Illinois Supreme Court Justice Anne Burke is one of the few people who can say she was at the first Special Olympics event 50 years ago.
Then a physical education teacher for the Chicago Park District and teaching a sports class at West Pullman Park for mentally challenged individuals, Burke envisioned a city-wide sports meet for children who, at that time, were labeled as “mentally retarded.” She was able to get connected with Eunice Kennedy Shriver, who had an intellectually disabled sister, and the two helped create one of the most successful charities in the world: Special Olympics.
They were able to get the Park District’s Soldier Field as a venue for that first event, and while a success for the athletes, little public support was shown for the initial endeavor.
“There was no one in the stands,” Burke said of the 1968 event. “There was no special education, no Americans with Disabilities Act. The Chicago Park District was the first agency to provide programs for special children.”
However, despite the less than massive initial crowd, Burke, wife of Chicago Ald. Ed Burke, persisted and the event grew into a worldwide recognition of individuals with special needs. Today, individuals of every race, creed and color in 172 countries participate in Special Olympic events from the program started by the Chicago Park District and the idea born in Chicago.
“Special Olympics is an affirmation of life and a beacon of home,” Burke said before members of the City Club of Chicago last week. “It has opened the eyes of the world to see the extraordinary gifts and talents of our special athletes. It has broken down social and physical barriers, and turned days of adversity into years and years of joy.”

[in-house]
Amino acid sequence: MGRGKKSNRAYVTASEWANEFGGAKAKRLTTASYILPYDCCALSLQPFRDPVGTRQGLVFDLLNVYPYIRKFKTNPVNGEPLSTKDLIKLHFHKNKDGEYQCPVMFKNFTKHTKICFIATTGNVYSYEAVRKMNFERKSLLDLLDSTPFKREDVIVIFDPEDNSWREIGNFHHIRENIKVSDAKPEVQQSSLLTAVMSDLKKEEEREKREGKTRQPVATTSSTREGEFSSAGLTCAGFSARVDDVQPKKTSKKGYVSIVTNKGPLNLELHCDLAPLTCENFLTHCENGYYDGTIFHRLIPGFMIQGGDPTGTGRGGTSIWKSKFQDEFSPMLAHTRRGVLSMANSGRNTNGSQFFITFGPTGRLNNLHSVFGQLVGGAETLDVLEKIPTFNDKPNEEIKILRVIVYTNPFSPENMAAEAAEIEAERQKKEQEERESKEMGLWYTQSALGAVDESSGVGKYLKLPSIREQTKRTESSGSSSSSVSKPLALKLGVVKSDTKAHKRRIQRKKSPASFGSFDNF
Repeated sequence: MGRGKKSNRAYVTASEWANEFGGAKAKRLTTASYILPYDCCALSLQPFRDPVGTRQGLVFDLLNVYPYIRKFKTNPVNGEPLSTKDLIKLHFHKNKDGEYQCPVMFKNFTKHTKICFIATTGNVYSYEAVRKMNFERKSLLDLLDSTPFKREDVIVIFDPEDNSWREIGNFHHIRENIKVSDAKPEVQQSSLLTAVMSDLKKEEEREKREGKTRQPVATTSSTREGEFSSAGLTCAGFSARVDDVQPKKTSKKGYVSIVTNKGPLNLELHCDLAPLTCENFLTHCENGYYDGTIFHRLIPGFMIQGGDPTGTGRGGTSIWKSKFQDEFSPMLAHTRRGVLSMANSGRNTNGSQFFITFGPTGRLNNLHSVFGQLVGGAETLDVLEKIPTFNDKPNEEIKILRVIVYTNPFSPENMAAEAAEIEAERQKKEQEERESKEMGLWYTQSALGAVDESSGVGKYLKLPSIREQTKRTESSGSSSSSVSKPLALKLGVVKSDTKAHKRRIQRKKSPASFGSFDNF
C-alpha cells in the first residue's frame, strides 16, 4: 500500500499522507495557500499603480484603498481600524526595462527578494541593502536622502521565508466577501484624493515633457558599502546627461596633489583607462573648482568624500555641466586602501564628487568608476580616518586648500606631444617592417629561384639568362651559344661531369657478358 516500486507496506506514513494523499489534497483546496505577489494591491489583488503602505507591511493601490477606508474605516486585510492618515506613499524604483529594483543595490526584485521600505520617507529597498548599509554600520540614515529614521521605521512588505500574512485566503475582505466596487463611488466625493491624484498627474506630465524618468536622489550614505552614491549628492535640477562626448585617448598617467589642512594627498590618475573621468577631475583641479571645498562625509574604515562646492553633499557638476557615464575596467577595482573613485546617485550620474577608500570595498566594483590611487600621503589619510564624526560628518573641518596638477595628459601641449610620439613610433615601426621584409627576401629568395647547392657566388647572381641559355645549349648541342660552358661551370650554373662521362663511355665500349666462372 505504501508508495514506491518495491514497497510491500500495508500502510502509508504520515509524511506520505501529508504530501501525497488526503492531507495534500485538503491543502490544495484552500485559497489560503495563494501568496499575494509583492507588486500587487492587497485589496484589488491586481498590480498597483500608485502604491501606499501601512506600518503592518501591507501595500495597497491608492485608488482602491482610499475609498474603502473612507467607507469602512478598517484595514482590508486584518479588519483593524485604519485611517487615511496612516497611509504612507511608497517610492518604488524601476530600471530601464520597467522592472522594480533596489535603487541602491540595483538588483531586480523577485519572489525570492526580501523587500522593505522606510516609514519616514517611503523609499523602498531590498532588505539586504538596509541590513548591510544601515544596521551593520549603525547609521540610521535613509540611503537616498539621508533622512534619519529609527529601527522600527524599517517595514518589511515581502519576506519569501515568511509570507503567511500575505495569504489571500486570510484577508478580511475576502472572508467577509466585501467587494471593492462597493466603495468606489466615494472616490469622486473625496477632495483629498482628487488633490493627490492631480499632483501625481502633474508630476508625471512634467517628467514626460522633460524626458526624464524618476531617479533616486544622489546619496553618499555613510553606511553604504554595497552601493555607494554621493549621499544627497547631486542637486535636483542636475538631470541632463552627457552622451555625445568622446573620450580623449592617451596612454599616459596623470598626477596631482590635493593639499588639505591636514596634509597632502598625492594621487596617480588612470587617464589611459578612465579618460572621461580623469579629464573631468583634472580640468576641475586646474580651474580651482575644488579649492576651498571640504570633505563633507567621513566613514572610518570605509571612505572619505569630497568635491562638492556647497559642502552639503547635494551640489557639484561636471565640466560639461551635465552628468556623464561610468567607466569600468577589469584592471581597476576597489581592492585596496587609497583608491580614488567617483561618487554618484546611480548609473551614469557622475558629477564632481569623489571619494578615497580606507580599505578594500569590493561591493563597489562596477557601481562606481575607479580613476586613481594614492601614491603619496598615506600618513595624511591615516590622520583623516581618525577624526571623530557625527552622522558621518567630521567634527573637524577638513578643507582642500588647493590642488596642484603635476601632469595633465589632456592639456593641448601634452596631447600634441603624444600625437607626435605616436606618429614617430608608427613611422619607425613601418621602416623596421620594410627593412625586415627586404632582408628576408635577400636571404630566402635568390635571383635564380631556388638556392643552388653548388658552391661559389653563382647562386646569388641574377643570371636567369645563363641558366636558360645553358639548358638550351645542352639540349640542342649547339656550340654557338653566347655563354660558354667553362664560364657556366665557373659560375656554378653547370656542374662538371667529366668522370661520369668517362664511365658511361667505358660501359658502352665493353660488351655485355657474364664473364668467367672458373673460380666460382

That joy will be celebrated this summer as the world converges on the Chicago area to celebrate Special Olympics’ 50th anniversary. Events will include the Special Olympics Unified Cup, where men’s and women’s soccer teams from around the world will play in an inaugural tournament July 17-20 at Toyota Park in Bridgeview; a Law Enforcement Torch Run, which will feature hundreds of law enforcement officers and Special Olympic athletes from throughout Illinois, the country and the world, on July 20 in Downtown Chicago; the lighting of an Eternal Flame of Hope, created by Chicago sculptor Richard Hunt, on July 20 at Soldier Field; and Global Day of Inclusion, a festival featuring sports activities, interactive games, exhibits, food and entertainment, on July 21 at Soldier Field and Northerly Island.
Burke also remembers standing next to former Chicago Mayor Richard J. Daley and Eunice Kennedy Shriver on July 20, 1968 and Shriver speaking the words that echo through the world for Special Olympians: “Let me win, but if I cannot win, let me be brave in the attempt.”
Volunteers are needed for this summer’s celebration of Special Olympics for everything from welcoming soccer players at Chicago’s O’Hare International Airport on July 16 to providing family and guest services support on July 22. A list of volunteer opportunities can be found at https://soill.volunteerhub.com/.
“We need many volunteers,” said James “Skinny” Sheahan, a member of the board of directors for Special Olympics Chicago. “We would love for people to come out and congratulate our athletes or be there for them as they depart.”
Tom Ricketts, chairman and owner of the Chicago Cubs, said that Special Olympics “is really a source of civic pride for the city of Chicago.”
In making a $50,000 donation to the organization, Ricketts said the Cubs are proud to support Special Olympics program, which serves millions of athletes with special needs.
— Special Olympics marks 50th anniversary this summer —-